When reports late last year the Columbus Crew could soon relocate to Austin, Texas, Justin Meram began weighing his future with the club.
Concerns about the Crew leaving Columbus helped trigger Meram’s trade to Orlando City last month, a decision he said that wasn’t easy but had to happen eventually.
“It was part of it, I’m not going to lie. I didn’t want to be part of something that might be moving to another city. [Columbus] means a lot to me, but it was time to move on,” Meram told Pro Soccer USA.
Meram understood dips in attendance and Mapfre Stadium’s distance from downtown Columbus prompted club owner Anthony Precourt seek a move to Texas, but the forward wishes club leaders explored ways to keep the Crew in Ohio.
“The fans love that club, the city does, but at the same time I’ve been to many stadiums across MLS, and Columbus would struggle on some days — Wednesday night games maybe in the summer not getting many fans in games,” Meram said. “I think if they moved the stadium near downtown Columbus, it would be much better, but unfortunately it’s not the vision that the owner sees for this club and [he] sees Austin as the right place.”
Meram played seven seasons for the Crew from 2011-2017, scoring a career-high 13 MLS goals last season during 34 appearances.
But most important for Orlando City, 29-year-old Meram brings playoff experience to a club that’s been searching for its first appearance in the postseason since entering the league in 2015. It’s an attribute, he says, can be valuable for the Lions during the 2018 season.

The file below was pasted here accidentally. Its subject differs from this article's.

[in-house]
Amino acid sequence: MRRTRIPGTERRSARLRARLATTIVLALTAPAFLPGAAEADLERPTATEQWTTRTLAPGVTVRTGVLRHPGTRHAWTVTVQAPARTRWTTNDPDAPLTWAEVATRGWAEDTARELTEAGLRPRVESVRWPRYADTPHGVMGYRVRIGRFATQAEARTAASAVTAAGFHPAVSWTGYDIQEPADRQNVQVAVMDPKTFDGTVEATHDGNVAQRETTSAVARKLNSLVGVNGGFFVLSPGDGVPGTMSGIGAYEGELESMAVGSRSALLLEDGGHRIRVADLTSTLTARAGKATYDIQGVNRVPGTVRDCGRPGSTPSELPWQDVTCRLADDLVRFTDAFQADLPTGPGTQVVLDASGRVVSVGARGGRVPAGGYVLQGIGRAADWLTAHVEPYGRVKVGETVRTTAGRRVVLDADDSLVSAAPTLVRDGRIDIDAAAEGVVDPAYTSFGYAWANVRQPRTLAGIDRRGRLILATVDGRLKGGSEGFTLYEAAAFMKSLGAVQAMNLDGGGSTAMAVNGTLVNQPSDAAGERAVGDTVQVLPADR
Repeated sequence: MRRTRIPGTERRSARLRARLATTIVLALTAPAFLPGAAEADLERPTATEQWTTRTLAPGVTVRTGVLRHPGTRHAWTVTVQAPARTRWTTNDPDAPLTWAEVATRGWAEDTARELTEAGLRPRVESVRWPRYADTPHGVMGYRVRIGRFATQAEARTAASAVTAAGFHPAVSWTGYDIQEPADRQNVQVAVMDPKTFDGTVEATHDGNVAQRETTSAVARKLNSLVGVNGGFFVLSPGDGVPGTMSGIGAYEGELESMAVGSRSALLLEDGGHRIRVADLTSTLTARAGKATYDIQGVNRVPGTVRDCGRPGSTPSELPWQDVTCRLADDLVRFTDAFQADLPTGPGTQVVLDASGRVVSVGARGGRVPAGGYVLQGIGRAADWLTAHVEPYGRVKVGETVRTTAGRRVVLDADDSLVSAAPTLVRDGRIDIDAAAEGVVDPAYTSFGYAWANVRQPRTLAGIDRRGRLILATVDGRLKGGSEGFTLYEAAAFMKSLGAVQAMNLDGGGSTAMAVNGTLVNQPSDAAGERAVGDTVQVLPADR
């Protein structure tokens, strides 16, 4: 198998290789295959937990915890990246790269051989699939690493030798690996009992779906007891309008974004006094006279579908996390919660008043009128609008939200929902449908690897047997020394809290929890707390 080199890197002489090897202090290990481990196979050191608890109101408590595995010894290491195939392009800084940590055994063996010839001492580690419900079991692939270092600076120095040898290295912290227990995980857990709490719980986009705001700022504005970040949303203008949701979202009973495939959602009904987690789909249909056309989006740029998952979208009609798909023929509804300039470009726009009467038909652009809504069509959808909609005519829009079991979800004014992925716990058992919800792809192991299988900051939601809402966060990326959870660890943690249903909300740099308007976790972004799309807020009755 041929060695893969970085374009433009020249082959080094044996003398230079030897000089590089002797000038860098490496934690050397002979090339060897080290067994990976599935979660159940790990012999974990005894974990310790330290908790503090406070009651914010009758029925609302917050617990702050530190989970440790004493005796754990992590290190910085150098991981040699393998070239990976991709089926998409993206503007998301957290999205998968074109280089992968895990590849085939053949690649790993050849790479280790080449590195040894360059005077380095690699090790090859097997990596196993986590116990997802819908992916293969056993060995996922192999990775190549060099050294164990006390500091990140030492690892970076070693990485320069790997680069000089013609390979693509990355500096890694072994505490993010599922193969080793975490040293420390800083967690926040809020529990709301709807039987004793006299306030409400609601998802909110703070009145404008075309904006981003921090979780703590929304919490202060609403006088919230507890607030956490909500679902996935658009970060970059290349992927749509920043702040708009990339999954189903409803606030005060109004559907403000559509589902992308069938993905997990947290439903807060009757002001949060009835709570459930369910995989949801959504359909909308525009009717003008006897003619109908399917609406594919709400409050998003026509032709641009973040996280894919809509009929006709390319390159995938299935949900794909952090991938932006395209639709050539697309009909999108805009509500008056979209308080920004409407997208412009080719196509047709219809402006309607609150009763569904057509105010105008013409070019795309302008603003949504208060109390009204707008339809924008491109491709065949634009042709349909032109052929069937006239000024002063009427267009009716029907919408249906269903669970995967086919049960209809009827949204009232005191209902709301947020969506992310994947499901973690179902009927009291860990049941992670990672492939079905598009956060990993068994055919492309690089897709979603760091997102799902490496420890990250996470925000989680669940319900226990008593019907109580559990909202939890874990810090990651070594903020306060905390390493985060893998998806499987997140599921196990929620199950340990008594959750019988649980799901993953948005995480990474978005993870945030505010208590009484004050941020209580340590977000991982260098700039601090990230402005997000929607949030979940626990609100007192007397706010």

“I’m a guy that loves to perform well under the lights,” Meram said. “When you bring a lot of guys like myself, who have been on winning teams, you know what it takes when it counts.
“Some guys are going to bring it every training, but it’s when it really counts the 90 minutes inside the pitch with 11 men, so for us, I know how to be successful, the mentality it takes on game days.”
It is the first time Meram has been traded during his MLS career, with the Lions sending $1.05 million in allocation money and an international slot to Columbus in exchange for the Meram.
He said the high profile transfer brings expectations he perform at a high level.
“First time I’m traded, so it’s for me to change my lifestyle as a professional and come into a different environment,” Meram said. “It’s going to be another challenge, there’s going to be more pressure on me for sure, definitely with the transfer amount. … It’s time to live up to it. I know I’ll have my moments, hopefully I can bring success to Orlando.”
Meram will be part of a new attack, joining newcomers Sacha Kljestan and Josué Colmán and veteran striker Dom Dwyer on the front line.
Kljestan joked he played a part in getting Meram to Central Florida via an offseason text message.
“When he heard I was moving and when I heard he was moving, I joked about him coming to Orlando,” Kljestan said. “… And with some things early in the offseason looking like he was going to go somewhere else, I was really excited when Jason [Kreis] told me that we got him.”
“He’s a player I really enjoyed watching in the league. I really think he’s had a lot of success for the last few years in Columbus. And he’s a very good player. … I like players that are easy to play with, so I think me and him will combine a lot this year and will be really fun.”
Dwyer said he is grateful to be teammates with Meram instead of playing against him.
“He’s a very talented player,” Dwyer said of Meram. “You seen over the years, he’s done some horrible things to us. But he’s a guy who works hard to be on the team, and I’m really looking forward to seeing what he can do. I’ve watched him play for many years, but to be play alongside him will be very nice.”